- a simultaneous purchase and sale in two separate financial markets in order to profit from a price difference existing between them
- a buying of a large number of shares in a corporation in anticipation of, and with the expectation of making a profit from, a merger or takeoverin full risk arbitrage
Origin of arbitrageLate Middle English ; from French ; from arbitrer, to judge ; from Classical Latin arbitrari: see arbitrate; for 2, ; from French arbitrage
intransitive verbar·bi·traged, ar·bi·trag·ing, ar·bi·trag·es
Origin of arbitrageMiddle English, arbitration, from Old French, from arbitrer, to judge, from Latin arbitrar&imacron;, to give judgment; see arbitrate.
(countable and uncountable, plural arbitrages)
- The practice of quickly buying and selling foreign currencies in different markets in order to make a profit
- The purchase of the stock of a future takeover target, with the expectation that the stock will be sold to the person executing the takeover at a higher price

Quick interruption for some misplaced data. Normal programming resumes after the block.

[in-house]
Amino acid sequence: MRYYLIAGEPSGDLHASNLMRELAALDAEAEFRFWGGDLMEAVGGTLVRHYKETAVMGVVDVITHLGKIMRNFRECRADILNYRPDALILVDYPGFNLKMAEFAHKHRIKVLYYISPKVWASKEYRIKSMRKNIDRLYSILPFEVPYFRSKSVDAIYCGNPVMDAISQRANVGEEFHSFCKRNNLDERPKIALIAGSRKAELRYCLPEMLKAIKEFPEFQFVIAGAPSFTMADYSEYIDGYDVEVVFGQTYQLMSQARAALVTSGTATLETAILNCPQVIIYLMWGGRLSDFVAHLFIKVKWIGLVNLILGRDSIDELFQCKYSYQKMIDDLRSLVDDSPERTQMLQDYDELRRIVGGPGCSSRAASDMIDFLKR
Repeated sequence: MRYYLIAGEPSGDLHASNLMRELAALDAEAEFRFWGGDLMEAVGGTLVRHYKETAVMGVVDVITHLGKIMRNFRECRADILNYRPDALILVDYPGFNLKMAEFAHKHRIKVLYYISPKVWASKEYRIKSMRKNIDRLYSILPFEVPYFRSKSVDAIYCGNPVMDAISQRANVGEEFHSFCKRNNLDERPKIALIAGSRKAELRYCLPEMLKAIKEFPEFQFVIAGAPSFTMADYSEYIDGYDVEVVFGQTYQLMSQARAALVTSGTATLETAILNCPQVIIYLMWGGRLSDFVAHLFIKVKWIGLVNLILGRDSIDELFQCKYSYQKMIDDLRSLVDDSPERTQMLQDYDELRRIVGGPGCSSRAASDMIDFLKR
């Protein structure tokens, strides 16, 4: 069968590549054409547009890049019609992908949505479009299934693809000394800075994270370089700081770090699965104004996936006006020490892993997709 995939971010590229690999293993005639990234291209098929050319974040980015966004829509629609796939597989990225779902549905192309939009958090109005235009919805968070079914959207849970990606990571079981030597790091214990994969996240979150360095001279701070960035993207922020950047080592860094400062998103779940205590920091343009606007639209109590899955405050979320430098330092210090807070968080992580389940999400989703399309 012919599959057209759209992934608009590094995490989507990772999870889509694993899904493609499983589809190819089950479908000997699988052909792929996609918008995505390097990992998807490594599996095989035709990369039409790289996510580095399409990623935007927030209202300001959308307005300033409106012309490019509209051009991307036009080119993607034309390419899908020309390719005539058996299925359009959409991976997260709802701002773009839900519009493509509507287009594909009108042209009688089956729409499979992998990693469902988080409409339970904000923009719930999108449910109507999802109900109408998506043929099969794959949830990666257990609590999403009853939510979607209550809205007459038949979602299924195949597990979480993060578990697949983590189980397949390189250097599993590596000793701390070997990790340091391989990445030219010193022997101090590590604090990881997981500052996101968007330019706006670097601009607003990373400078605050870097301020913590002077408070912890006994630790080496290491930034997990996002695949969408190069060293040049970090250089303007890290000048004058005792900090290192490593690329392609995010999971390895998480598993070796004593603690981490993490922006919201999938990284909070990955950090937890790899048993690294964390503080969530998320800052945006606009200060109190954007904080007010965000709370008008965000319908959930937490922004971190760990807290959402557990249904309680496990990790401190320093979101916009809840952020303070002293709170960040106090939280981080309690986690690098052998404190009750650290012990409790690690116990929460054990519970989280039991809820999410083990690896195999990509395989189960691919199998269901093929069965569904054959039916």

- Any market activity in which a commodity is bought and then sold quickly, for a profit which substantially exceeds the transaction cost
(third-person singular simple present arbitrages, present participle arbitraging, simple past and past participle arbitraged)
- (intransitive, finance) To employ arbitrage
- (finance) To engage in arbitrage in, between, or among
arbitrage - Investment & Finance Definition
A situation in which a trader attempts to profit from minute differences in price for the same security on different stock or futures markets. Traders that employ this strategy are called arbitrageurs and use specially designed computer programs to identify price discrepancies.